Breaking Bread – a South African arts collective who embrace community exchange through the customs, origins and ceremony of a shared meal, will be in residence at Sydney Observatory. They will publicly present their collaboration with a range of Sydney-based practitioners who share their ethos of food and food sharing as a generative activity that can birth new understandings (Saturday 21 and Sunday 22 March).

Unbound Collective, consisting of Ali Gumillya, Simone Ulalka Tur, Faye Rosas Blanch and Natalie Harkin, brings together years of research in a performance practice that moves through spaces that have historically seen Aboriginal and Torres Strait Islander Australians excluded and reduced to tell untold chapters of Australia’s true history.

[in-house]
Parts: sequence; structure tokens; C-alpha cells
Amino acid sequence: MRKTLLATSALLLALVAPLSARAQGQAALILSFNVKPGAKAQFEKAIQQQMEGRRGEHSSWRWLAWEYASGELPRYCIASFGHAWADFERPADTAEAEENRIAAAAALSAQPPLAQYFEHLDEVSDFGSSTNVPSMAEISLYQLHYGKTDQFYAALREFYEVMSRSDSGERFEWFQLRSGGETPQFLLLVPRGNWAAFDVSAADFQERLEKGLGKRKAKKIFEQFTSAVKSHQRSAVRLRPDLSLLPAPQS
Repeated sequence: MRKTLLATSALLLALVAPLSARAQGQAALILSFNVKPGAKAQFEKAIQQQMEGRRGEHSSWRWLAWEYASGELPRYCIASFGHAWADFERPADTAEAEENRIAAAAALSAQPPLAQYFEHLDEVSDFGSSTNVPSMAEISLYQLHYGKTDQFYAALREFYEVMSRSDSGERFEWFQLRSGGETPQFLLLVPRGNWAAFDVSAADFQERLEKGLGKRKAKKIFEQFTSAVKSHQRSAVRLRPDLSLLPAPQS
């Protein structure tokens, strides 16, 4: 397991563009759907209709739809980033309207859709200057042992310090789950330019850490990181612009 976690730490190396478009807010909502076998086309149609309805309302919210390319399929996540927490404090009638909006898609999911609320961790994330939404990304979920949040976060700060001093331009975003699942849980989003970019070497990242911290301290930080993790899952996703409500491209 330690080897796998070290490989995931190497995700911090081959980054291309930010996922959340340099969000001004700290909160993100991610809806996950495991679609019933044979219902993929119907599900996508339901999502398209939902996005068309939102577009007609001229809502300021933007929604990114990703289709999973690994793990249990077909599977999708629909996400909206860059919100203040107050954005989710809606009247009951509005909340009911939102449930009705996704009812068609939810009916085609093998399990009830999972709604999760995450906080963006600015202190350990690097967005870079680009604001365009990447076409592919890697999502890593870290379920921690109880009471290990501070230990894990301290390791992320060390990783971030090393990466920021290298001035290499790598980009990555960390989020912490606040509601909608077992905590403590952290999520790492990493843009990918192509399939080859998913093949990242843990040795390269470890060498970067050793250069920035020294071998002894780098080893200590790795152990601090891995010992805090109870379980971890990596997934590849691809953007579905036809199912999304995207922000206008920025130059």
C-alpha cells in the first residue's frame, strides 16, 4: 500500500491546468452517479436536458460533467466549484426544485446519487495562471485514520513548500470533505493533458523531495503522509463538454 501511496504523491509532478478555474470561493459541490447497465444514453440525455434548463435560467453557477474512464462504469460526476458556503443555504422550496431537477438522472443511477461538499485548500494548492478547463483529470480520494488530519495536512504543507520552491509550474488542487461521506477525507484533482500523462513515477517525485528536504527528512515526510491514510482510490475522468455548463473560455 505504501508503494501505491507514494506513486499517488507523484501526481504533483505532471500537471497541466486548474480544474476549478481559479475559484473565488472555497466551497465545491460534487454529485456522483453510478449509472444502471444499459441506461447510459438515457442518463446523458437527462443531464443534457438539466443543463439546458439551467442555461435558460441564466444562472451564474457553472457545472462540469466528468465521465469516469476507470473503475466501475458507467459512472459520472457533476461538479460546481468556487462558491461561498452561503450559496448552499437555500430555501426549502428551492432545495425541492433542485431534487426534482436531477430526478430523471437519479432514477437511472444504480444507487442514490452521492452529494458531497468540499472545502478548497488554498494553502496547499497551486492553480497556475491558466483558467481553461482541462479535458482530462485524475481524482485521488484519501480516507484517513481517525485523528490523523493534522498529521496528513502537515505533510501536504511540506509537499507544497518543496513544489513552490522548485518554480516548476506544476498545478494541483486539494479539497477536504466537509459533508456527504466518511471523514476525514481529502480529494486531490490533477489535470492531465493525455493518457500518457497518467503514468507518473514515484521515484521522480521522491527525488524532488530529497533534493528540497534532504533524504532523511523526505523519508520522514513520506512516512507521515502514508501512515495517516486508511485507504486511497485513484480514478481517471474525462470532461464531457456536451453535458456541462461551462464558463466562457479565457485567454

The performative work In the Hold at Sydney Observatory responds to radioactive ideas of deep colonialism and explores the quietness of sovereignty, through activism, spoken word, music and installation projection (30 May – 2 June). On 31 May, visitors will be able to meet the collective and learn about their practice in a special In-conversation.

For May and June, artist Lily Hibberd will be in residence at the Sydney Observatory. Boundless – out of time will see Hibberd develop and present a series of experimental seances including performances, workshops and talks on the themes of time and the hidden history of the site.